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Response to MaryMagdaline (Reply #11)

Tue Feb 20, 2018, 12:48 AM

13. Thoughtful comments, fair. Nt

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Response to MaryMagdaline (Reply #3)

Mon Feb 19, 2018, 10:32 PM

10. whoah... Parents will differ on this, but after Columbine, the majority of parents wanted to hear

SOMETHING/ANYTHING from the parents of Eric Harris and Dylan Kliebold, Sue Kliebold did meet with parents who requested, gave limited interviews years later and offered statements through a family friend in the early days, while the Harris' have NEVER done so with the exception of a meeting that was literally DEMANDED 11 years later by the parents of Daniel Mauser, Tom and Linda Mauser. That, to my knowledge is the ONLY time any Columbine parents have heard directly from Harris' parents, though I'd bet the Mausers were NOT the only ones who wanted to.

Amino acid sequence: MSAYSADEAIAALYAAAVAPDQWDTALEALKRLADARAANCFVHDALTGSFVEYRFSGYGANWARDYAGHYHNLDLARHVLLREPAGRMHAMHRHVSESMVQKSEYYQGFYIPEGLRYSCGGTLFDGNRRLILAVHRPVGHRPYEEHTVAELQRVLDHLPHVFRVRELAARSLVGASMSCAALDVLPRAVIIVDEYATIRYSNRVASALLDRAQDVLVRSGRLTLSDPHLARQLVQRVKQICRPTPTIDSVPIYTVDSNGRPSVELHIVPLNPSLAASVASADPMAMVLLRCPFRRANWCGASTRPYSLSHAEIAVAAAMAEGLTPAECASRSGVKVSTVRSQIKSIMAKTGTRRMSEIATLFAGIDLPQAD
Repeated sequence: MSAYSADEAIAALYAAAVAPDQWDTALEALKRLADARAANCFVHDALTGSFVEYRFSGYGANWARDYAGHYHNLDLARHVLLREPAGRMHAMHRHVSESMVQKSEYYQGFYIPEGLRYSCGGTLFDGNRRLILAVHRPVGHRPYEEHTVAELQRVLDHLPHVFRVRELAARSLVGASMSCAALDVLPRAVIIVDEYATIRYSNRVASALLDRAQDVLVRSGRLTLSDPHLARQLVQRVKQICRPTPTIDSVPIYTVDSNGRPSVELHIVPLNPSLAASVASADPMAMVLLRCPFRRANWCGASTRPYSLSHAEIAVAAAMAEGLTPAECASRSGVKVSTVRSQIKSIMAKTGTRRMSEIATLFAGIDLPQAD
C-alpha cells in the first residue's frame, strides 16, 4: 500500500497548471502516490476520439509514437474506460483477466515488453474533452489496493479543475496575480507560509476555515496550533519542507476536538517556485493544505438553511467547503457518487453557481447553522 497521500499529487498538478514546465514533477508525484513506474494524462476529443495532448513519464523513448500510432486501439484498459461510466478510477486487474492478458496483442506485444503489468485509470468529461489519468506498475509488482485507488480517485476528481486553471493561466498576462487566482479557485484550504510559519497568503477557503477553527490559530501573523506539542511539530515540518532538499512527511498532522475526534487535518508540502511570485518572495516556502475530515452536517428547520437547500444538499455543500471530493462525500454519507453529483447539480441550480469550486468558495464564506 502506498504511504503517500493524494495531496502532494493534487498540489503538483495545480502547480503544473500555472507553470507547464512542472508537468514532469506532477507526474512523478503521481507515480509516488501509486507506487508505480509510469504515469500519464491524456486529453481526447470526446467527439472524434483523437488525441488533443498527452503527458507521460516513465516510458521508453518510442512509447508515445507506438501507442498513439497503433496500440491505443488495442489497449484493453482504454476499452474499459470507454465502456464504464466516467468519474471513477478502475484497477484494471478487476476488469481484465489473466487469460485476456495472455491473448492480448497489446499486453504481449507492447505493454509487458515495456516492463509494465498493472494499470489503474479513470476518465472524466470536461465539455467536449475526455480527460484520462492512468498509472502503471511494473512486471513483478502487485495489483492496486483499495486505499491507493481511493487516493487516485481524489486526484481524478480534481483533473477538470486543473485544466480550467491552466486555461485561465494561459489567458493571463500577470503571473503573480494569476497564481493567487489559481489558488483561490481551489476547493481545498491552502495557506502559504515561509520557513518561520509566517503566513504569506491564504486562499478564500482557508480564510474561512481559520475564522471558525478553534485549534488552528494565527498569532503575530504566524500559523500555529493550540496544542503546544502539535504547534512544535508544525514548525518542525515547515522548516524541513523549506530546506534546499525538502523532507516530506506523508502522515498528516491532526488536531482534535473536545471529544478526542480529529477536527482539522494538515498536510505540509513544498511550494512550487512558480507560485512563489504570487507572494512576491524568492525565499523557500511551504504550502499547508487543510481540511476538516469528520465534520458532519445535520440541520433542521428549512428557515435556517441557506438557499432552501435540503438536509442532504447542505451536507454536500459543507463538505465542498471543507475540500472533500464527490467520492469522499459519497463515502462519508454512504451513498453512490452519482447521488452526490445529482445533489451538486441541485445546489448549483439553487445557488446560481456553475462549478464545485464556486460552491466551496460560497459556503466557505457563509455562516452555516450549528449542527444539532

So, to assume that the "RIGHT" thing to do is for Susan Kliebold to "take her story to the grave" is YOUR opinion, but clearly NOT shared. And, having lived with the aftermath of the Columbine tragedy now approaching 20 years, met many of the law enforcement, parents, and injured students there that day, I can tell you that Sue is looked upon as anything but exploitative or a subject of derision. Most consider her to be a victim too.